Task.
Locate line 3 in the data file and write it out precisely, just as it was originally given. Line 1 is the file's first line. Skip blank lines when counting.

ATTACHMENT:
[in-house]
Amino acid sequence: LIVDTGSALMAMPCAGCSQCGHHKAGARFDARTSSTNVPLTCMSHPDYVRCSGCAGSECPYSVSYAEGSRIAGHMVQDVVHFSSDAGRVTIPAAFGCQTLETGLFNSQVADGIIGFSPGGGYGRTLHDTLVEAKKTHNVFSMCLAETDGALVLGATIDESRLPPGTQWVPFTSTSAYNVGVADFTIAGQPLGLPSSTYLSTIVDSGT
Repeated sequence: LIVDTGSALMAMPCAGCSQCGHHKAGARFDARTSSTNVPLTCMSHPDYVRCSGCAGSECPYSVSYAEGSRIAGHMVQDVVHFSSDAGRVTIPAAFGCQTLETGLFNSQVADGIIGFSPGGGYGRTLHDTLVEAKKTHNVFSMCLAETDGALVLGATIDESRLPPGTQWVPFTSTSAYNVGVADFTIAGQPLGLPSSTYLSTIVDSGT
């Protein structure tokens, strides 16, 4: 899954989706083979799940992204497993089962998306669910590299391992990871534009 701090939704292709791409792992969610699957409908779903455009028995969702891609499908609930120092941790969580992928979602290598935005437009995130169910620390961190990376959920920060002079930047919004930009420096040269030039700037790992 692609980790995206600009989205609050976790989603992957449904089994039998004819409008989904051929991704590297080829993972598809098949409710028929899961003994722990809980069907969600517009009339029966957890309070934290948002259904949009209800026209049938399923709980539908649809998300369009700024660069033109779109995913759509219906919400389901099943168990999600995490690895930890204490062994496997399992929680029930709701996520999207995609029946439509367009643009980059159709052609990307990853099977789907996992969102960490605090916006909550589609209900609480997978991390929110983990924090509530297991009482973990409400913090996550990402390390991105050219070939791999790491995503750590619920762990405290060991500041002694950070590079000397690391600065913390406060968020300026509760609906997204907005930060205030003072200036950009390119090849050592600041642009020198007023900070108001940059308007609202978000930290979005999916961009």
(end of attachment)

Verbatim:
Repeated sequence: LIVDTGSALMAMPCAGCSQCGHHKAGARFDARTSSTNVPLTCMSHPDYVRCSGCAGSECPYSVSYAEGSRIAGHMVQDVVHFSSDAGRVTIPAAFGCQTLETGLFNSQVADGIIGFSPGGGYGRTLHDTLVEAKKTHNVFSMCLAETDGALVLGATIDESRLPPGTQWVPFTSTSAYNVGVADFTIAGQPLGLPSSTYLSTIVDSGT